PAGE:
Books Set in Croatia
It’s time for book club and this month I am sharing books set in Croatia. This one was a little harder than books set in Italy, but I found a few good ones. I also started a couple I didn’t finish. Croatia is a little country, and while it is big with beauty, there just aren’t as many people, thus writers, as there are in some of the other countries we are visiting. In fact, a few of these books aren’t even written by Croats.
I’d love to get your recommendations for books set in Germany, specifically Bavaria, in the comments. Or around Salzburg, Austria. We are staying right on the border of the two countries. And we will definitely watch Sound of Music again!
by Jennifer Wilson
I really enjoyed this book. Jennifer Wilson and family move to Croatia for six months or so to research her family genealogy. She is a witty writer and pokes fun at herself, as well as the people she gets to know in this small village in the mountains. And of course, she learns a little more about herself in the process. I was entertained and learned about Croatian life…a perfect mix.
Buy Running Away to Home: Our Family’s Journey to Croatia on Amazon.
by Cody McClain Brown
This is another funny one about a guy who meets a Croatian gal in college and ends up marrying her and moving to Split. Each chapter is centered around a particular Croatianism – coffee culture, their fear of drafts, and Mother-in-laws that are determined to feed everyone endlessly. I could see some of these things in our short stay in Croatia and appreciated them all the more knowing what was happening.
Buy Chasing a Croatian Girl: A Survivor’s Tale on Amazon.
by Rebecca West
This is a classic and, honestly, I did not get very far. I wanted to read it, but the Adriatic view off our balcony put me in more of a beachy, light reading kind of mood. It’s a travelogue that takes place on the brink of WWII. “A magnificent blend of travel journal, cultural commentary, and historical insight, Black Lamb and Grey Falcon probes the troubled history of the Balkans and the uneasy relationships among its ethnic groups. The landscape and the people of Yugoslavia are brilliantly observed as West untangles the tensions that rule the country’s history as well as its daily life.”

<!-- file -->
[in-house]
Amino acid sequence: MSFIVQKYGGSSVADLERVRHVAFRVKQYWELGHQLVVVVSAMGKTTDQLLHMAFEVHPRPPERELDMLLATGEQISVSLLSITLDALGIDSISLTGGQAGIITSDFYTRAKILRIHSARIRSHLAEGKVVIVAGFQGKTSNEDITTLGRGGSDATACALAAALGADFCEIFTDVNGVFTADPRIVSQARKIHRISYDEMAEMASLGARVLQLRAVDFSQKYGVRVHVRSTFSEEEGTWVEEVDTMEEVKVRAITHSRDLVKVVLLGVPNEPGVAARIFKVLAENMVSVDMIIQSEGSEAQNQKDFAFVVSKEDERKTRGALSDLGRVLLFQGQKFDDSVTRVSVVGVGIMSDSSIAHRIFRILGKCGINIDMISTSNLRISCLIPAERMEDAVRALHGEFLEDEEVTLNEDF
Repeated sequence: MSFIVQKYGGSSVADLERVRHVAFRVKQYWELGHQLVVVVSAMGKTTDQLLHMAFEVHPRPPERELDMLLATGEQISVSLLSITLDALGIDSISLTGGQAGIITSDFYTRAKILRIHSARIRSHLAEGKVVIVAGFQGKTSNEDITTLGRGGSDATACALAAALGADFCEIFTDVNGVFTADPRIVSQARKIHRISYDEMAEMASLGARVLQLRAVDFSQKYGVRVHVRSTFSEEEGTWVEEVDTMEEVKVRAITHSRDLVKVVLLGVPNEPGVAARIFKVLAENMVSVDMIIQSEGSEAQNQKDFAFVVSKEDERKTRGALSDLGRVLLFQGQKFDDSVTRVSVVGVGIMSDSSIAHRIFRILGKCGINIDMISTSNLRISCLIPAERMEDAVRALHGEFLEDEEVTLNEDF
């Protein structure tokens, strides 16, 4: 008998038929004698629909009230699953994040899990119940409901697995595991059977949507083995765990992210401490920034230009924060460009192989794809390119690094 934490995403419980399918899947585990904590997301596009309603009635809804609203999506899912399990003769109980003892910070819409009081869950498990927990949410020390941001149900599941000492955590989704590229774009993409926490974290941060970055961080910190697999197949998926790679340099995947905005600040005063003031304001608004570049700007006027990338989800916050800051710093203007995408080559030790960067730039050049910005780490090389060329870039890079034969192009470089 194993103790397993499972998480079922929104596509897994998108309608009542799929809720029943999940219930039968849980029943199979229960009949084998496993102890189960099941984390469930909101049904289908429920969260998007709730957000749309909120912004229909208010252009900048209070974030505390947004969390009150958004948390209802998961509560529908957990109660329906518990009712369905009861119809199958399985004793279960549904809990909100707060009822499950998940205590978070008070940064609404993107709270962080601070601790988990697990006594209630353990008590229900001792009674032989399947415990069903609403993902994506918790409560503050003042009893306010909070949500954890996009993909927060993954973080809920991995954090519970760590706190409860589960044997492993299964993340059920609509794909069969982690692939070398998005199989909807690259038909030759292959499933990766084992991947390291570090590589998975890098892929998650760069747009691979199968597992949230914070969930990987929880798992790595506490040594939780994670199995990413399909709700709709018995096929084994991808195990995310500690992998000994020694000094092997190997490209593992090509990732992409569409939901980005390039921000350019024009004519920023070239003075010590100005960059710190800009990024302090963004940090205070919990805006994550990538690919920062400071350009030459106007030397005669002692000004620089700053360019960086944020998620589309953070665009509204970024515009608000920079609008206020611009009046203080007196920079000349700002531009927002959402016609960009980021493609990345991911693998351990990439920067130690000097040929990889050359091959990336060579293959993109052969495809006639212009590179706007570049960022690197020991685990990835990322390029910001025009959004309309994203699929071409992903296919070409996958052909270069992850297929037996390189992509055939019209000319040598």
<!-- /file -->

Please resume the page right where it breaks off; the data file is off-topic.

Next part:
Buy Black Lamb and Grey Falcon on Amazon.
by Sara Novic
We read this in my IRL book club and I loved it. I was hesitant to start it because it seemed fairly depressing, which it kind of is, but the story is so good. The civil war in Yugoslavia is one I was alive for and remember. I appreciated getting this on the ground, though fictional, account of a girl living through it. The story starts before the war when Ana was ten years old. She lives through it and eventually ends up in America where she tries to pretend it never happened. Eventually, she goes back to Croatia to sort out her past. It really is so good whether or not you are ever going to Croatia.
Buy Girl at War: A Novel on Amazon.
by Téa Obreht
Not set in Croatia outright, it is generally agreed that it takes place there. I read this awhile ago, so I don’t remember all the details, but I do recall really enjoying the book. This is another one you don’t need to go to Croatia or the Balkans to love. “In a Balkan country mending from war, Natalia, a young doctor, is compelled to unravel the mysterious circumstances surrounding her beloved grandfather’s recent death. Searching for clues, she turns to his worn copy of The Jungle Book and the stories he told her of his encounters over the years with “the deathless man.” But most extraordinary of all is the story her grandfather never told her—the legend of the tiger’s wife.”
Buy The Tiger’s Wife on Amazon.
by Robert Perisic
A more contemporary story, this book takes place in post-war Croatia. It’s about a young man trying to figure out his place in the world where Croatia, and Zagreb in particular, are trying so hard to shake off the 90s and be part of Europe. Of course, history is hard to let go of. Note: It’s a little racy in parts.
Buy Our Man in Iraq on Amazon.
by Angus Kennedy
I didn’t really like this book. Maybe because there was no story. What was it even about? However, if we had gone to Dubrovnik, I think I would have appreciated the history and travelogue-like sections. Or I might just get a guidebook.
Buy Two Tickets to Dubrovnik on Amazon.
by Ivana Brlic-Mazuranic
This is a book of fairy tales that I got to read to the kids. It’s actually “original narrative plots with ancient Slavic folk mythology. The result is a rich, fantastic world often compared to those of Hans Christian Andersen or J. R. R. Tolkien.” My kids were not super into it, but I was. Maybe if they were younger. I think a country’s fairy tales tell you a lot about their culture.
Buy Croatian Tales of Long Ago on Amazon.
Have you read any of these books set in Croatia? What do you think? And what should I read in Bavaria?
Join the Book Club!
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